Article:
Risk of drought in Northeastern Spain is exaggerated by the press
Researchers from the University of Barcelona (UB) have, for the first time, analysed all the articles published in the La Vanguardia newspaper between 1982 and 2007 linked to natural hazards, climate change and sustainable development. Over 25 years the press devoted more headlines to forest fires and droughts, even though floods are much more frequent and cause more damage.
"If the press focus more on forest fires and droughts, then people also become more aware of these events, to such an extent that they are deemed a more significant hazard in the area and more frequent occurrences than they really are", Carme Llasat, main author of the article and researcher at the Department of Astronomy and Meteorology at the UB, explains to SINC. "On the positive side, the substantial press coverage has brought about a change of attitudes in favour of saving water", explains the expert.
The study, published in the Natural Hazards and Earth System Sciences journal, points out that water shortage is a natural hazard with increasingly important social implications. "The sheer quantity of articles in the regional press reflects a growing awareness of water shortage, as well as changes in society's understanding of the use of water resources and the use of this issue as a factor for political confrontation", claim the experts.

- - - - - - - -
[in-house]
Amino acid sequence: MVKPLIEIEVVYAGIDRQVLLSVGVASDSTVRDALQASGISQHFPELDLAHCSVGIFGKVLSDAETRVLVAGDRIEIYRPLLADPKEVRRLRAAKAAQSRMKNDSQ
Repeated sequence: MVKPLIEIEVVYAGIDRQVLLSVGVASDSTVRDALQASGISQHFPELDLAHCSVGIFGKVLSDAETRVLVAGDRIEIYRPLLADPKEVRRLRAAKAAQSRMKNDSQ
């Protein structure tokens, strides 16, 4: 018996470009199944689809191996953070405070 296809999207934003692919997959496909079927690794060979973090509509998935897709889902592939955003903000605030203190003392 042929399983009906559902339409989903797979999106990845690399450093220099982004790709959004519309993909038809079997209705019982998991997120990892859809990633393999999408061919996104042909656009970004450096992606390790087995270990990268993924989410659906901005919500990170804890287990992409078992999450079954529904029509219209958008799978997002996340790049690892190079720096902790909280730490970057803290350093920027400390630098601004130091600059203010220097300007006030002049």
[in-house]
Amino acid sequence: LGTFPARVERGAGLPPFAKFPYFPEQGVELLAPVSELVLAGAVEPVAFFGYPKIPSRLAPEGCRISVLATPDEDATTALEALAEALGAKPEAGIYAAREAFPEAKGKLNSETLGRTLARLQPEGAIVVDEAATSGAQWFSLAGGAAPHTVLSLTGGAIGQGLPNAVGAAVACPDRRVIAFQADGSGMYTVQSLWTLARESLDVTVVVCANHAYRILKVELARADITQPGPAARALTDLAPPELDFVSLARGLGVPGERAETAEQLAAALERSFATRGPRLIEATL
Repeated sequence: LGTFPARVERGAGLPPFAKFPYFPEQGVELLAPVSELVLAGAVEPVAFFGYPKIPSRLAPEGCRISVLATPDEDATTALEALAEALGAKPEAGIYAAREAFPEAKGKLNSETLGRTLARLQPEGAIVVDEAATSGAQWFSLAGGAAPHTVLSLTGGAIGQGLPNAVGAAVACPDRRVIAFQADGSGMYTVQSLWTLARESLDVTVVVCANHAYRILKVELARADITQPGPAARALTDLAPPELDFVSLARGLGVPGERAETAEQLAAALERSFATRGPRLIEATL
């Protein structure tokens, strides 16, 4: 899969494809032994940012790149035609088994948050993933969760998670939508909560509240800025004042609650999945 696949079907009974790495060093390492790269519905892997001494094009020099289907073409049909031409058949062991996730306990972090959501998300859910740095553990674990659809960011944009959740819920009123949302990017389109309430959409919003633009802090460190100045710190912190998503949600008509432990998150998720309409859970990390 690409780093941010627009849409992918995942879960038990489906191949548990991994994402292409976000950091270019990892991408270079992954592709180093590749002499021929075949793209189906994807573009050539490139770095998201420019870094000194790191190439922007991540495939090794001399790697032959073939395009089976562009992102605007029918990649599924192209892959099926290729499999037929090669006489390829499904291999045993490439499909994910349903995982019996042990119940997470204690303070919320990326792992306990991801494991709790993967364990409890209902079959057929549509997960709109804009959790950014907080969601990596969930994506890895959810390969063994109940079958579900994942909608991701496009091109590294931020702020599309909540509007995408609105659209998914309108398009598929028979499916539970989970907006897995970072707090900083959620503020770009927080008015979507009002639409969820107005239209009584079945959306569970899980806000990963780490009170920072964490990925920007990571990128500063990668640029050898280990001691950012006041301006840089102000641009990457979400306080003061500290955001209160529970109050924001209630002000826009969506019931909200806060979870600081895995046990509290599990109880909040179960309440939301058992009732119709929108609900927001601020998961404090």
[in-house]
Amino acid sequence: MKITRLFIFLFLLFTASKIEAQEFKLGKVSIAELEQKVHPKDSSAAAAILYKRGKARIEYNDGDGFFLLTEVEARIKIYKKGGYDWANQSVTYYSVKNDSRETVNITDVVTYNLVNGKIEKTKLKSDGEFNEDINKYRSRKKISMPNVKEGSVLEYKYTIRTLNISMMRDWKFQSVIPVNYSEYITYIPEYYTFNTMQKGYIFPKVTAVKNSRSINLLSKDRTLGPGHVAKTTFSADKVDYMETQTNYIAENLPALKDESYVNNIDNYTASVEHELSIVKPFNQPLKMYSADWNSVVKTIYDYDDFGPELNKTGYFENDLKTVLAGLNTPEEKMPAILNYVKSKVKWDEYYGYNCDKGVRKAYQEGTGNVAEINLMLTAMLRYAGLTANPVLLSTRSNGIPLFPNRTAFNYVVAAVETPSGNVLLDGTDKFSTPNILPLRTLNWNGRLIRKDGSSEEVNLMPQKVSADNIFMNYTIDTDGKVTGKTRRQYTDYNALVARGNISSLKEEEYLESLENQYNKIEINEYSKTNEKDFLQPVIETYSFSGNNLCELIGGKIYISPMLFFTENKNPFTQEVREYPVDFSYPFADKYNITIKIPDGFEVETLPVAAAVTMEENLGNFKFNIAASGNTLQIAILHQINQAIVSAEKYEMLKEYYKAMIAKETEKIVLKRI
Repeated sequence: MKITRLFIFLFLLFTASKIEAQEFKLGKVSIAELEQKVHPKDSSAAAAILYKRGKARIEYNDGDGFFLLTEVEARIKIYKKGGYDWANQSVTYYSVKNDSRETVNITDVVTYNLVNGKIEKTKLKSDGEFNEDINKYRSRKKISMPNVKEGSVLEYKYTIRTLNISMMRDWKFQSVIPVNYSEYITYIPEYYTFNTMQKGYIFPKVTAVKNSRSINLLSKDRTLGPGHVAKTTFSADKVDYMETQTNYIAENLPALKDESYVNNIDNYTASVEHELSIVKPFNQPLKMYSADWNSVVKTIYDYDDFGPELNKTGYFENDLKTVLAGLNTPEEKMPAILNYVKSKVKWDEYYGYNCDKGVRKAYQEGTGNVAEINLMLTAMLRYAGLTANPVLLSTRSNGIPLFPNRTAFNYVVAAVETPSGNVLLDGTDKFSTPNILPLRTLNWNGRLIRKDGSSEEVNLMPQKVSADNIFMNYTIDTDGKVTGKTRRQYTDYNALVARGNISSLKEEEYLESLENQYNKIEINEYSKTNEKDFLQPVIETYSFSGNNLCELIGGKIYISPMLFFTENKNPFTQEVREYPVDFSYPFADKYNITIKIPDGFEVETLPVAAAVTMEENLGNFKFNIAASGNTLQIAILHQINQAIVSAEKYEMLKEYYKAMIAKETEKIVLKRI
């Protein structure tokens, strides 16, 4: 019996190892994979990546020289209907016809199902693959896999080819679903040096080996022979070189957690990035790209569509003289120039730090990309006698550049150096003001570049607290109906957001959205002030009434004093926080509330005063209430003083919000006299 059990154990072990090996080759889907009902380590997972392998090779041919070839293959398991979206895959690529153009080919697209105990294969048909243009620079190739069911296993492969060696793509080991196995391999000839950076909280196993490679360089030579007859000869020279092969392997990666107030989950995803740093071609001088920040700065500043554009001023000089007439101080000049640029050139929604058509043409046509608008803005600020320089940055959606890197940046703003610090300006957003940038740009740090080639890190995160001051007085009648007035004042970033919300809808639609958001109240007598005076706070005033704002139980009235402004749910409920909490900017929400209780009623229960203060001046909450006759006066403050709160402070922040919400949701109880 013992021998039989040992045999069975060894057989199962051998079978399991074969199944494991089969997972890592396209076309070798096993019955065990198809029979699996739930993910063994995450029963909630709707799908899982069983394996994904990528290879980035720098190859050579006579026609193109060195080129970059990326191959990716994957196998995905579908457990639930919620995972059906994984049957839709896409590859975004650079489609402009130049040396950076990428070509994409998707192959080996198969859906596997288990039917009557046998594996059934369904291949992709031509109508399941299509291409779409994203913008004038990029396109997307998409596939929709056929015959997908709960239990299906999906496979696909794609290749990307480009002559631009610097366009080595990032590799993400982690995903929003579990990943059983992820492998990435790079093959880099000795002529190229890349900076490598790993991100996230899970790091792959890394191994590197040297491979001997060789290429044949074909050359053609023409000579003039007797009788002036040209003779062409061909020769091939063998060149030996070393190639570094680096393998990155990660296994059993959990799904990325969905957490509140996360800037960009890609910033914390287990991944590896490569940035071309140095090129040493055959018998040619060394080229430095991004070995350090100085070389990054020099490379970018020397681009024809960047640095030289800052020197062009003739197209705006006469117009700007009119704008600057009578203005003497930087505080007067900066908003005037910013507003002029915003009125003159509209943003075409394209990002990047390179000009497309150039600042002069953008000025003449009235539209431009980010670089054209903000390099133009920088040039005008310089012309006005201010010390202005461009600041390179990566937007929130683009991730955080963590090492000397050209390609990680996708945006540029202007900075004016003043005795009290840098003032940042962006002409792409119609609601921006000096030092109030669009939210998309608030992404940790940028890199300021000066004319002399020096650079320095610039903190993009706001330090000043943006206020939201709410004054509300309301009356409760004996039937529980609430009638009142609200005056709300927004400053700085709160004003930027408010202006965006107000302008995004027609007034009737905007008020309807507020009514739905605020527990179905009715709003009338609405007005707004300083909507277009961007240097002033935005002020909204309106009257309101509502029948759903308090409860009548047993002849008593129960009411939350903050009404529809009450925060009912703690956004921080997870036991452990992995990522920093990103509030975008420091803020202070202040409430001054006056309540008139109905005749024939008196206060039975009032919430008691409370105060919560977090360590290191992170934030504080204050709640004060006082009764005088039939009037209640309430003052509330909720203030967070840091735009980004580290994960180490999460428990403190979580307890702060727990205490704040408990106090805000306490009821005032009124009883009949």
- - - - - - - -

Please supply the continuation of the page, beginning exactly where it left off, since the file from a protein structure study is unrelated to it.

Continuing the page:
The research stems from the hypothesis of previous sociological studies that justify the press as a means to mould social perception of hazardous situations. "It is a unique study as it collates all the newspaper articles on these subjects over 25 years", states Llasat.
For severe meteorological phenomena, the researchers have completed their research with articles published in El País, El Periódico de Catalunya and other local Catalan newspapers.
Having collated and analysed over 14,200 articles, 12,584 of which were from La Vanguardia, the team states that "for every flood the press generates 5.5 news stories", while for fires and droughts "each occurrence generates an average of 3.9 stories".
Snowfall, a very rare phenomenon in Catalonia, generates more than six news stories each time it occurs. "Being less common and more eye-catching, people get the impression that the event has been more severe because there is so much information", points out the researcher. The study also reveals a much more abrupt increase in media coverage on climate change.
A database of natural hazards
The second objective of the research is for the press to be an organised source of information to complement the database on natural hazards.
"In its application, however, factors that hinder the homogeneity of the source from a scientific point of view, such as elections, holiday periods or the impact of other current news, must be considered", say the experts.
This Access database that has been created off the back of the study allows people to search for meteorological phenomena in the region. "For example, now that there have been snowfalls, if we want to know if they have been the most significant in recent years, we can look it up", states Llasat.